Remembering that I’ll be dead soon is the most important tool I’ve ever encountered to help me make the big choices in life.
– Steve Jobs
Big choices. That’s what the Apple Watch was about. It is a symbol of Apple’s foray into fashion. There is no doubt about it, this is a fashion play. In the tech space, price tags of $10,000 are reserved for supercomputers and professional equipment. But a watch is a statement on fashion and, in this scenario, wealth.
Apple has evolved, from its humble beginnings into a social status symbol. With the introduction of the Apple Watch, they are taking it to the next level, from passively enjoying their perceived status symbol to fully embracing, and even flaunting, it.
Although I am skeptical of the watch and its purpose, I welcome their innovation into a new space. Apple has billions of cash in the bank, and it is time for them to take a risk. I think all invested parties, from developers to stockholders, will be pleased that something new and noteworthy has emerged from Apple’s super secretive R&D lab.
So what does this mean for the developers? For the big players, it is another way they can differentiate themselves. The battle for user attention is at an all time high on the smartphone screens. Big developers can afford to utilize the second screen of the watch to continue capturing the user’s attention; constantly pinging them, reminding them that, “Hey, this app is still here – check it out on your watch or your phone.”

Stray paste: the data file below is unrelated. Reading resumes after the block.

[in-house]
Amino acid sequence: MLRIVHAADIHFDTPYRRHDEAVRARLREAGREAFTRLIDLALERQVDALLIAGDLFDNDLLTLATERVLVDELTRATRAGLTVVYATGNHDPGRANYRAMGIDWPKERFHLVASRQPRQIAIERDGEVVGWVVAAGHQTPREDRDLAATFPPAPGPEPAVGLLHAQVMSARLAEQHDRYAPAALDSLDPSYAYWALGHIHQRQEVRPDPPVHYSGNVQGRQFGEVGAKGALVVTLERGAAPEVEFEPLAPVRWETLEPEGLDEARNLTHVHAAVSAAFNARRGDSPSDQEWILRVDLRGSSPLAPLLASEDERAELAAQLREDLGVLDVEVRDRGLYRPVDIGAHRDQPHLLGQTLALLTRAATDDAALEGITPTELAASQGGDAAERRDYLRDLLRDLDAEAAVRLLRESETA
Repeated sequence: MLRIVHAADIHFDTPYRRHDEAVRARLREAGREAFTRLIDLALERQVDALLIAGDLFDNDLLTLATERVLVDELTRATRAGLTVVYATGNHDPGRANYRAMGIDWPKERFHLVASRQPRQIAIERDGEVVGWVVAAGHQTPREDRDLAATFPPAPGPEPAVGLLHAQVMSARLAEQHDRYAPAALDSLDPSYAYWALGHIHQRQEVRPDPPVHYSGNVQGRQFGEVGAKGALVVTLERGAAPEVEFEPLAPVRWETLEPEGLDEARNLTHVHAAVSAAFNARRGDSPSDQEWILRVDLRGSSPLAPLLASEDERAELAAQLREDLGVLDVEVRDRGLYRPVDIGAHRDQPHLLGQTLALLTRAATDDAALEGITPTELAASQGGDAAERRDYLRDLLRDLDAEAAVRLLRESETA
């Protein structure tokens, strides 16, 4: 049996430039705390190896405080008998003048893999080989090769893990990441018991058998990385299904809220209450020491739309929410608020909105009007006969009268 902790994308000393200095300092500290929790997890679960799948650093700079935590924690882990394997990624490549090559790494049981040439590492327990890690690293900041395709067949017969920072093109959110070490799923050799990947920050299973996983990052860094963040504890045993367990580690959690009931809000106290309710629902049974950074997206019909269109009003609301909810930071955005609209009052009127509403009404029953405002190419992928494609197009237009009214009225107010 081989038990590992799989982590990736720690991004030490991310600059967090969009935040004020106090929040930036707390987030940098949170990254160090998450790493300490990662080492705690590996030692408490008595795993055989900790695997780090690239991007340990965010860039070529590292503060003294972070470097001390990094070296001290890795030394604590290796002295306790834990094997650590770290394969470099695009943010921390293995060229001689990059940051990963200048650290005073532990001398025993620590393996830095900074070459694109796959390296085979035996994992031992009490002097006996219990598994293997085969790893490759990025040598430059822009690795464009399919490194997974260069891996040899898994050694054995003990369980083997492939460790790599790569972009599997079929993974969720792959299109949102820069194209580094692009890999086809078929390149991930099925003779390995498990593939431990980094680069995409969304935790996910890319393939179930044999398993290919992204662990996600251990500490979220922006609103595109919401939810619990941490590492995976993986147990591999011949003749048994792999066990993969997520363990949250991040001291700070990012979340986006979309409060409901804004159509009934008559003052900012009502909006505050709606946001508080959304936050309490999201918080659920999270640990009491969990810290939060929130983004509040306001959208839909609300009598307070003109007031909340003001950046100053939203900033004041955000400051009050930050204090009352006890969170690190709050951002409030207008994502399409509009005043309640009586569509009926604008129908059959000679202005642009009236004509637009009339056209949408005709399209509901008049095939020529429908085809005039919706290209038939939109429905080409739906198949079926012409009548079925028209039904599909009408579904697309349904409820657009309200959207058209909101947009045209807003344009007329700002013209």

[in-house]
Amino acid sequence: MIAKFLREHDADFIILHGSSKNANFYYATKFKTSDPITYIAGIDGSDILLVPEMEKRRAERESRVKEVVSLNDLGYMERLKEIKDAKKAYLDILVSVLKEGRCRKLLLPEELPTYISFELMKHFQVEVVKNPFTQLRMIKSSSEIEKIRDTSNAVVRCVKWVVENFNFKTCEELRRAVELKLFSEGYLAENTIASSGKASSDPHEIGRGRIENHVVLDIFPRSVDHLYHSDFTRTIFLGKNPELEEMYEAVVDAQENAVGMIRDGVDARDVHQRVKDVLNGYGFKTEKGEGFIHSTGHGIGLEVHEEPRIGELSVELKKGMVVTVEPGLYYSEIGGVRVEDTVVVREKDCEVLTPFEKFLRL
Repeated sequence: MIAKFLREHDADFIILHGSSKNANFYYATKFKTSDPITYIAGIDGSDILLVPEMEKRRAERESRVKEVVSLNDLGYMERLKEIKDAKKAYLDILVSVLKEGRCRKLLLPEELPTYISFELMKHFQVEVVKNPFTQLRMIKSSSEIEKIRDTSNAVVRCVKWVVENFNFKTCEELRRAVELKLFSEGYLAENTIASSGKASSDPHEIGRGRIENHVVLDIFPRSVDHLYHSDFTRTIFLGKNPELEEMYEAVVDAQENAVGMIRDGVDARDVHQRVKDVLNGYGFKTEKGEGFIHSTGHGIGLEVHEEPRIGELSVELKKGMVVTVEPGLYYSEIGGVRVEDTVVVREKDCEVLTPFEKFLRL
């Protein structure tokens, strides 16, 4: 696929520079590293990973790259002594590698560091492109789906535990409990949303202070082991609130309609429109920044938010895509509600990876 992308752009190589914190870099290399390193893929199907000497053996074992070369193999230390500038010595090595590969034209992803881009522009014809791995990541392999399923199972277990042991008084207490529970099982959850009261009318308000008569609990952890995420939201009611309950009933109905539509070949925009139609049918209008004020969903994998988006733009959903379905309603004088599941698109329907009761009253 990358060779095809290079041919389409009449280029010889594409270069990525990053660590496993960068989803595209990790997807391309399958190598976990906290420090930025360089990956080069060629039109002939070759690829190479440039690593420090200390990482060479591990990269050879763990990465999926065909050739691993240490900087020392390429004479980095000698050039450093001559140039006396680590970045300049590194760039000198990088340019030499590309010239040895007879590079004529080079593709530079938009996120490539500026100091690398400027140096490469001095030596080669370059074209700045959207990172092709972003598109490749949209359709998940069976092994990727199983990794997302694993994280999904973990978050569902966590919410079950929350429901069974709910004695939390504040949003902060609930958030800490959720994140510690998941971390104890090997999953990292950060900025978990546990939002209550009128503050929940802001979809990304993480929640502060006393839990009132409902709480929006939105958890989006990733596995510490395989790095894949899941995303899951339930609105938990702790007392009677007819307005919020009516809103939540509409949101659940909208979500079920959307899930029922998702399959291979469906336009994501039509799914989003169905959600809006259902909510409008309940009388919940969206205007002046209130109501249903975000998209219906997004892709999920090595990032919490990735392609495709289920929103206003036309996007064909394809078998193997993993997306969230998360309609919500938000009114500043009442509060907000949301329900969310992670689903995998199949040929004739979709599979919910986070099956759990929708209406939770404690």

After taking a break from Pxture and messing around with WatchKit, Apple’s developer tools for the Apple Watch, I definitely see some potential. It is clearly designed to be used sparingly and for short periods of time. It is almost strictly design for notifications related to app’s you already have installed on your phone. It is designed for active, busy folks who have money to burn. I can see professionals using it to remind them of meetings, appointments and errands. For similar reasons, I can see busy parents using it as well, and I can definitely see athletes/gym-goers using it to track progress. However, I can’t picture teens using it. They’re constantly glued to their phones and they have no real reason to put it away. Perhaps Apple will eventually aim their marketing towards teens, but for the moment, it is aimed at those who can afford “luxury tech.”
It’s an interesting and grand time for technology. As components get smaller and smaller, it becomes easier for companies to get creative and put displays on otherwise unimaginable places. It all started with a screen in your living room, then one on your desk, then one on your lap, and finally, one on the palm of your hands. Now Apple is betting that jewelry and fashion will be the next frontier that screens will conquer. Only time will tell.